March 7, 2003
Rita Lasar, a speaker and founding member of September 11th Families For Peaceful Tomorrows, will speak to interested Maryville College students, faculty and staff members in forums scheduled for 9 and 10 a.m., March 10, in Lawson Auditorium of Fayerweather Hall.
Her talk, which is also open to the public and free of charge, is entitled “Our Grief is Not a Call for War.”
Peaceful Tomorrows is an advocacy organization founded by family members of Sept. 11 victims who have united to turn their grief into action for peace.
Lasar lost a brother, Abe Zelmanowitz, when terrorists flew a plane into the first World Trades tower on Sept. 11, 2001. Her brother waited for help with a quadriplegic co-worker, but perished before help could arrive. His bravery was cited during a speech by President George W. Bush at the National Cathedral on Sept. 14, 2001.
“ [During that event] it became apparent to me that my country was going to use my brother’s death to justify the deaths of countless innocent people in Afghanistan,” she said. “I was devastated by this realization.”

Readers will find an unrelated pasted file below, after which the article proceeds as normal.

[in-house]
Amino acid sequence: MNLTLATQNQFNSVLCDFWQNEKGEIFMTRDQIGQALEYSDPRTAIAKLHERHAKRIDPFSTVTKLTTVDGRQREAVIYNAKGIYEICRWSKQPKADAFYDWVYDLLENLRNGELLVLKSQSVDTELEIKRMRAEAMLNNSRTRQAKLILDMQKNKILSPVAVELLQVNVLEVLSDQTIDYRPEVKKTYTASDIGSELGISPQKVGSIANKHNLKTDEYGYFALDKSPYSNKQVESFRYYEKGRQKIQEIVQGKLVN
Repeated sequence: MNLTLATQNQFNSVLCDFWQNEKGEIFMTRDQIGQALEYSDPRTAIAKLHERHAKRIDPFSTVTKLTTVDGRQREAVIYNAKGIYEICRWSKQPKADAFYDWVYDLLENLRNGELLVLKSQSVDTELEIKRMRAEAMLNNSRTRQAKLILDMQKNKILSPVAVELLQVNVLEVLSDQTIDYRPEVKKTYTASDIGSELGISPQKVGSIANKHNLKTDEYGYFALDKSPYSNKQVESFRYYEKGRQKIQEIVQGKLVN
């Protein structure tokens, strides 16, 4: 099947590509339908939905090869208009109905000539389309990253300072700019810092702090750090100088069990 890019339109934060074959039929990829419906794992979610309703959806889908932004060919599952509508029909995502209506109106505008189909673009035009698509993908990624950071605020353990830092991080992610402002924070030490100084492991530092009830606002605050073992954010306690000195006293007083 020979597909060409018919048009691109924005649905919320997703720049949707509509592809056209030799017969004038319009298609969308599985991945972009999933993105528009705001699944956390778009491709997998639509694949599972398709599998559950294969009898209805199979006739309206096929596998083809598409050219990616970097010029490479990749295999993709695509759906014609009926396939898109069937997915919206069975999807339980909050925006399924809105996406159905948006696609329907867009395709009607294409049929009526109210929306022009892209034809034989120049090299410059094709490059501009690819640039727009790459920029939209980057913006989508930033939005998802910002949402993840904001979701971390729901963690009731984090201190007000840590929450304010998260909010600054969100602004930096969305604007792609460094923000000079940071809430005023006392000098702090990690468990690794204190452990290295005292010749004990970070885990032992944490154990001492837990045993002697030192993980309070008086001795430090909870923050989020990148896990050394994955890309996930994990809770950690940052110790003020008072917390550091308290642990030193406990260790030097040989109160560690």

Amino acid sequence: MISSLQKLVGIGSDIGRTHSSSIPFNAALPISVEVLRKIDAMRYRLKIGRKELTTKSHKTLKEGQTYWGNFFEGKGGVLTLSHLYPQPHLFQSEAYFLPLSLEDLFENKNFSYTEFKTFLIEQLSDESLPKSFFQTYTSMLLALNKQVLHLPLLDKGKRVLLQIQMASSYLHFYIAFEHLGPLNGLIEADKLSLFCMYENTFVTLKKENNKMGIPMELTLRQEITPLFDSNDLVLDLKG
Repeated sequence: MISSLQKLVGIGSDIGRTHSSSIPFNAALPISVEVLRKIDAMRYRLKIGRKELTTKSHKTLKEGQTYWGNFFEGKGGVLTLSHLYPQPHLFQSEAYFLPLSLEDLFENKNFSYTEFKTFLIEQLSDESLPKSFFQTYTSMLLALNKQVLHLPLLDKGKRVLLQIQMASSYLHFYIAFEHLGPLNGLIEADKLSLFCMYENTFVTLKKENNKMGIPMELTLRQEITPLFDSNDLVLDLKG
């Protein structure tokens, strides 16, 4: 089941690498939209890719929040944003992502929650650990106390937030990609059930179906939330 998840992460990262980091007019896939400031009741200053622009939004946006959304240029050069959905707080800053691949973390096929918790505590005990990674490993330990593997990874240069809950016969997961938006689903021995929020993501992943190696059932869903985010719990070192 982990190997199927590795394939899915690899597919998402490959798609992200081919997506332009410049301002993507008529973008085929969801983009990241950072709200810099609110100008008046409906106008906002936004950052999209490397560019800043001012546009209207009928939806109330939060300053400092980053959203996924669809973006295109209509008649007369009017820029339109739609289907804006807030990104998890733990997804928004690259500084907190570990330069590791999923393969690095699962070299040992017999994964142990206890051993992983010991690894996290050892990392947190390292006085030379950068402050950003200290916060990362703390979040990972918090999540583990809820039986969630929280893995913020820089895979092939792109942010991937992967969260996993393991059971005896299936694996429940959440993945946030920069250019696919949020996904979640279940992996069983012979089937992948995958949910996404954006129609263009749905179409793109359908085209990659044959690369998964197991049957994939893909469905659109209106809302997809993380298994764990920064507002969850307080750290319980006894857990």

Along with families of victims from attacks on the Pentagon and on flight 93, Lasar went to Afghanistan in January 2002. There, she said she saw the effects of the recent U.S. bombing campaigns – and she said, she met Afghans who reached out to her and other Americans with kindness.
“ I came home dedicated to helping establish an Afghan victims fund and equally important advocating that we as a nation and as a world find resolutions to conflict through international systems, through the United Nations and the world court in cooperation with the nations with which we share the world,” she said. “Peaceful Tomorrows for me is the home from which to do this.”
Numerous local organizations, churches and individuals are sponsoring Lasar’s visit to East Tennessee, and all proceeds beyond expenses will go to the Peaceful Tomorrows organization.
Further information about the organization can be found at www.peacefultomorrows.org.
Maryville College is ideally situated in Maryville, Tenn., between the Great Smoky Mountains National Park and Knoxville, the state‘s third largest city. Founded in 1819, it is the 12th oldest institution of higher learning in the South and maintains an affiliation with the Presbyterian Church (USA). Known for its academic rigor and its focus on the liberal arts, Maryville is where students come to stretch their minds, stretch themselves and learn how to make a difference in the world. Total enrollment for the fall 2012 semester was 1,093.